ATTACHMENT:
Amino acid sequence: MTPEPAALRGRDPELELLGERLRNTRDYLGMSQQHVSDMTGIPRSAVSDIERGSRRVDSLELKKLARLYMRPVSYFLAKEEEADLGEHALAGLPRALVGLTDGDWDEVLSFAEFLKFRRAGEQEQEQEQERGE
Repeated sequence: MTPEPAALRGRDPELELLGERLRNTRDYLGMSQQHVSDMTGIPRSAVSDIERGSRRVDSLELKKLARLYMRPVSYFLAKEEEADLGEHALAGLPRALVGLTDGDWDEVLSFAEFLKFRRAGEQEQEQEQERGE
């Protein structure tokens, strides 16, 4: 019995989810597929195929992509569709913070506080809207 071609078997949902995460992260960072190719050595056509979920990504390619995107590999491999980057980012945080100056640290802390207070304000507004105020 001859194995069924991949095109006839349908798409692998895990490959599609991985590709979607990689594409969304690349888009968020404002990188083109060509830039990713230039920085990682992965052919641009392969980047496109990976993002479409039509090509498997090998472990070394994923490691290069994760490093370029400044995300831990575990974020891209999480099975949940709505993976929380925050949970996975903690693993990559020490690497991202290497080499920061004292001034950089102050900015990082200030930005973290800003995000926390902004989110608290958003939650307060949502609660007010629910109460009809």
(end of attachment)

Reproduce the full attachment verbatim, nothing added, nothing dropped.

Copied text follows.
Amino acid sequence: MTPEPAALRGRDPELELLGERLRNTRDYLGMSQQHVSDMTGIPRSAVSDIERGSRRVDSLELKKLARLYMRPVSYFLAKEEEADLGEHALAGLPRALVGLTDGDWDEVLSFAEFLKFRRAGEQEQEQEQERGE
Repeated sequence: MTPEPAALRGRDPELELLGERLRNTRDYLGMSQQHVSDMTGIPRSAVSDIERGSRRVDSLELKKLARLYMRPVSYFLAKEEEADLGEHALAGLPRALVGLTDGDWDEVLSFAEFLKFRRAGEQEQEQEQERGE
């Protein structure tokens, strides 16, 4: 019995989810597929195929992509569709913070506080809207 071609078997949902995460992260960072190719050595056509979920990504390619995107590999491999980057980012945080100056640290802390207070304000507004105020 001859194995069924991949095109006839349908798409692998895990490959599609991985590709979607990689594409969304690349888009968020404002990188083109060509830039990713230039920085990682992965052919641009392969980047496109990976993002479409039509090509498997090998472990070394994923490691290069994760490093370029400044995300831990575990974020891209999480099975949940709505993976929380925050949970996975903690693993990559020490690497991202290497080499920061004292001034950089102050900015990082200030930005973290800003995000926390902004989110608290958003939650307060949502609660007010629910109460009809």